Author: Sheridan Voysey
Robert Coles, the eminent American psychiatrist, once wrote a book called The Call of Service. Collating his work over three decades with charity workers, civil rights campaigners and community volunteers, Coles explored the reasons why people serve others and what satisfactions they get from doing so.The satisfactions he found were as you’d expect—helping others brings a sense of purpose, achievement and personal growth. But it was the hazards he uncovered that I found most enlightening—party because they revealed my own impending peril. Maybe they’ll be helpful for you too.
There is a cost to giving. At it’s worst that cost is burnout—the emotional (and often physical) collapse of someone who has spent too long pouring out without filling up. Whether it was fighting racism, helping the homelessness, caring for a loved one at home or some other act of service, Robert Coles found that there are hazards which precede burnout that are good signposts for us to know. Read on for these signs with some of my own thoughts!
Long before there is burnout there is weariness. This isn’t mere tiredness, but the fatigue that can come from fighting a battle that runs long term. It is exhaustion, but not necessarily of the physical kind but mental, emotional and spiritual. People who fight a cause or give a lot become weary over time. Unchecked, this can lead to…
While Coles is careful to not link these experiences too rigidly together (each person has their own experience), he notes that weariness left too long can lead to cynicism—a growing scepticism about the world and people, and a creeping doubt that things will ever improve. And when cynicism takes over other emotions follow, like…
Cynicism can lead to bitterness—a growing anger at the situation, at those who oppose your efforts or don’t join your cause, and even towards your colleagues and coworkers (Coles found infighting amongst civil right groups in the 1960s was more stressful than the opposition they faced). This bitterness can manifest itself in arrogance too. Soon you believe you’re the only one who understands and knows what’s right to do.
The next phase can be despair. Is what you’re doing making any difference? Are all your efforts futile? “I try to do the best I can, but I feel it’s one step forward, two steps back most of the time,” a Peace Corp volunteer in Africa told Coles. “The teachers here aren’t happy with what I suggest, and maybe they’re right. I worked on an irrigation project and now we have a terrible drought. The people in the village aren’t happy with all we’ve done. There’s constant fighting over water and who should get it…” Silver linings of possibility dull to leave only dark clouds.
And finally, when left uninterrupted, the steady slide downhill can fall all the way to depression and burnout—a general sense of hopelessness that brings a paralysis, a tiredness and sadness that won’t go away, a collapse that often requires time out to recuperate from.
Rereading Coles’ book recently, the pattern above made sense to me—and gave me pause. As you may know, a few years ago I wrote a book about starting again after a broken dream which has kept me busy ever since doing conferences and retreats, meeting people who need a new beginning after their own deep disappointment. The satisfactions of this work have been great—it’s a privilege to be entrusted with people’s pain. But I’ve been a bit blind to the costs.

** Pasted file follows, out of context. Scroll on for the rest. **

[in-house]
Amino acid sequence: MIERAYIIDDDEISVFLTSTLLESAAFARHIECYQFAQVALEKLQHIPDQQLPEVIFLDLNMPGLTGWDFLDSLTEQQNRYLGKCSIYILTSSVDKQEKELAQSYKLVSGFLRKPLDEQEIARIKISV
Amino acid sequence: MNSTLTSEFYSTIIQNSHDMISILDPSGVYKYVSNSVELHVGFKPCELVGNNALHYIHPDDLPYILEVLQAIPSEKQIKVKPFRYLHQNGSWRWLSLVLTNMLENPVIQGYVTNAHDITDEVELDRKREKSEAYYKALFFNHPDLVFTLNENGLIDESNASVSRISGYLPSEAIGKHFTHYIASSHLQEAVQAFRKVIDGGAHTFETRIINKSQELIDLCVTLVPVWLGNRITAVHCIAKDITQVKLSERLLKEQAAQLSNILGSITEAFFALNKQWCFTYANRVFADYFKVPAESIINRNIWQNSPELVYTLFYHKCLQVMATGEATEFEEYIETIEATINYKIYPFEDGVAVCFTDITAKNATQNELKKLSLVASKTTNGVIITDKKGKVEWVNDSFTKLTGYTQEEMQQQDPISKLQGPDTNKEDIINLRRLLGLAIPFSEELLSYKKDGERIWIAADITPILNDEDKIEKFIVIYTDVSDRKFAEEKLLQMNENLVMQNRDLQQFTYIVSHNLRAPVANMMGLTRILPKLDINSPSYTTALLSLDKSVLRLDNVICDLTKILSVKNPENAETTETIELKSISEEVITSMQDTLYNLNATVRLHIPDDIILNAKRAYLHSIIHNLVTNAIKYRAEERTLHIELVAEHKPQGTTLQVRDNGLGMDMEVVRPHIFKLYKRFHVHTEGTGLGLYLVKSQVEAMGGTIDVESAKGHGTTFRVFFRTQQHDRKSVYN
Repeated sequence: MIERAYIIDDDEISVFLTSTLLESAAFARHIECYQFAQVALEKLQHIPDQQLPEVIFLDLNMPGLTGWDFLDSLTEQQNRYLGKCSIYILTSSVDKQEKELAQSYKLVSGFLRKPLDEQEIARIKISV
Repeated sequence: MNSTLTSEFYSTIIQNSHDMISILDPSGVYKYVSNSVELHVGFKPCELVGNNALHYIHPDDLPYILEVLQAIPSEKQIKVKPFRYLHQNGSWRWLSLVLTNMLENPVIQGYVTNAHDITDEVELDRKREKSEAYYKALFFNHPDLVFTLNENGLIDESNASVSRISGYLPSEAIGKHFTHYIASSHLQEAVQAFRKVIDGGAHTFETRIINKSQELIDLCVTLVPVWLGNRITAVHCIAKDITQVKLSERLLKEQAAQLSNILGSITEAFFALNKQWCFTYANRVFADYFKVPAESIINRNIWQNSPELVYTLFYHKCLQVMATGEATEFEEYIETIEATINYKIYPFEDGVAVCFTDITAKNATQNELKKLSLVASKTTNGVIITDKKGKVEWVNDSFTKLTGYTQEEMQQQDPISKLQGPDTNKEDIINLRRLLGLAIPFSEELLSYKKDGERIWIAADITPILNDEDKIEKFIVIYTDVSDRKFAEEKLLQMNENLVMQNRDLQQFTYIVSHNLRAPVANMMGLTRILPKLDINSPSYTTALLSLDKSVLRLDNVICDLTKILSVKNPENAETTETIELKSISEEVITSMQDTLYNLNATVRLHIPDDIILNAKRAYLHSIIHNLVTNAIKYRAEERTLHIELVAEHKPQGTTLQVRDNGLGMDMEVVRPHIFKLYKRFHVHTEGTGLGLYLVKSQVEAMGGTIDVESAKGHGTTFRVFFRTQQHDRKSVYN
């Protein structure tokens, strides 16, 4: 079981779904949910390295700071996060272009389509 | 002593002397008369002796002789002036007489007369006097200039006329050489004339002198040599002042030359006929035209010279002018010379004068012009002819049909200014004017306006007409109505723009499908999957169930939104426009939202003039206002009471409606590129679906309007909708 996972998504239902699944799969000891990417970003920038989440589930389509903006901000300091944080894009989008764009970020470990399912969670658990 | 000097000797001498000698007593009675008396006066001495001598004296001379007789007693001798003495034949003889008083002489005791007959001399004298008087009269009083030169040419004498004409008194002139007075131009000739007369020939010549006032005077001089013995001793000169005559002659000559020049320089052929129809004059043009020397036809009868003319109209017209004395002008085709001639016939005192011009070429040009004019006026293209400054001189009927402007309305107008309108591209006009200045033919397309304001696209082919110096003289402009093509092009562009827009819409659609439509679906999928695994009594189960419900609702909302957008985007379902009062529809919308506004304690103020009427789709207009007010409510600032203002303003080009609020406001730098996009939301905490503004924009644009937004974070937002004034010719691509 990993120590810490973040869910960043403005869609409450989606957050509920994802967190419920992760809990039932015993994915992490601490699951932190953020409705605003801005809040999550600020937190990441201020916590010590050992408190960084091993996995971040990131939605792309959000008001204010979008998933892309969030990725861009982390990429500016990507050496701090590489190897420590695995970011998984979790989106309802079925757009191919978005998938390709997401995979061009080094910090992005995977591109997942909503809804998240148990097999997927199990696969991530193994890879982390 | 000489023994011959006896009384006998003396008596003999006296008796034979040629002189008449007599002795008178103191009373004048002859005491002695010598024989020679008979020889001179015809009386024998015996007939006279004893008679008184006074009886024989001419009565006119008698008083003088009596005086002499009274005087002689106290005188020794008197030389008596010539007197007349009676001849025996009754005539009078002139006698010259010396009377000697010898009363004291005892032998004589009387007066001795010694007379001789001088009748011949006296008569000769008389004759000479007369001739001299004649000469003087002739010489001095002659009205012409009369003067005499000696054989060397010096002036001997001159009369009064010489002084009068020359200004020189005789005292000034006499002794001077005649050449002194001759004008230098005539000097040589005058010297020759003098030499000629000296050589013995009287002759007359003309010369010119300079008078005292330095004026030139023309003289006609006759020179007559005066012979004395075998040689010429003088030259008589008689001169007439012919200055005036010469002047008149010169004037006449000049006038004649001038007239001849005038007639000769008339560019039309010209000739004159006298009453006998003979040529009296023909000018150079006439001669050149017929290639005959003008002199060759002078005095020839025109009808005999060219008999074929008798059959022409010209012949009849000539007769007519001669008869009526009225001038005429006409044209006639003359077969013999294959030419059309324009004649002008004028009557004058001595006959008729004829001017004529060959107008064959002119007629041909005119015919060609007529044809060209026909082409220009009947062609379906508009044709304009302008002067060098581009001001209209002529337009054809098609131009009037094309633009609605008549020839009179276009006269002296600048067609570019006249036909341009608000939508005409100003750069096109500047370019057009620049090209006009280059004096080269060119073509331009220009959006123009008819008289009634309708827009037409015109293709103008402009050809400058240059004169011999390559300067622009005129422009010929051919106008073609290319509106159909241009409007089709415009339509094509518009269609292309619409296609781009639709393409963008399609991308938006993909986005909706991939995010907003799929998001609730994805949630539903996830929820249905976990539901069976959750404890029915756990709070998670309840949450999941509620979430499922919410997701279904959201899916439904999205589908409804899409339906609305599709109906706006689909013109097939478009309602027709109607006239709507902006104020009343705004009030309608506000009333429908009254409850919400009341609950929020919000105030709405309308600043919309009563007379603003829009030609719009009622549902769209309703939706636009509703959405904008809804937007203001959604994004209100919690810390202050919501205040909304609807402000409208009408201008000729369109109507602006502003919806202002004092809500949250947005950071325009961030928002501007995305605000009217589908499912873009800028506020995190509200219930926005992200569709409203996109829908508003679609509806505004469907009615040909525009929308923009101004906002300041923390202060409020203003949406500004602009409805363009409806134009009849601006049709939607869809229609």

In April this year I was sitting in the front row at a conference, about to speak on stage, when I felt I was about to faint. I hadn’t been sleeping well, I had a migraine headache, holidays hadn’t fixed my deep weariness, and the thought of hearing one more person’s problems filled me with dread. Some of this was down to overwork, but I see now it was also in part the accrual of longer building stresses. In Coles’ terms, I was rushing down the hill to burnout.
It took the confrontation of a friend to break the pattern. “What’s stopping you from taking three months off right now?” Hannah said. I could think of many reasons, not least regarding finances, or that it felt indulgent (interestingly, Coles found that those who serve often feel guilty about taking time off). But intervention was needed. I reduced my workload and started a semi-sabbatical, planning in some life-giving activities to do—walking, photography, prayer, art galleries, movies, and D-I-Y jobs around the house. Two months later, I’m starting to feel human again.
“Take care of yourself so you can take care of them,” Frederick Buechner has said. “A bleeding heart is no help to anybody if it bleeds to death.”
There’s a cost to giving. That cost can be high. But the good news is the pattern above can be acknowledged and interrupted. When you find yourself heading down the hill, Stop. Rest. Play.
Taking time off to play isn’t an indulgence.
It’s a life-saving investment.
Article supplied with thanks to Sheridan Voysey.
About the Author: Sheridan Voysey is a writer, speaker and broadcaster on faith and spirituality. His books include Resilient, Resurrection Year, and Unseen Footprints. Get his FREE eBook Five Practices for a Resilient Life here.
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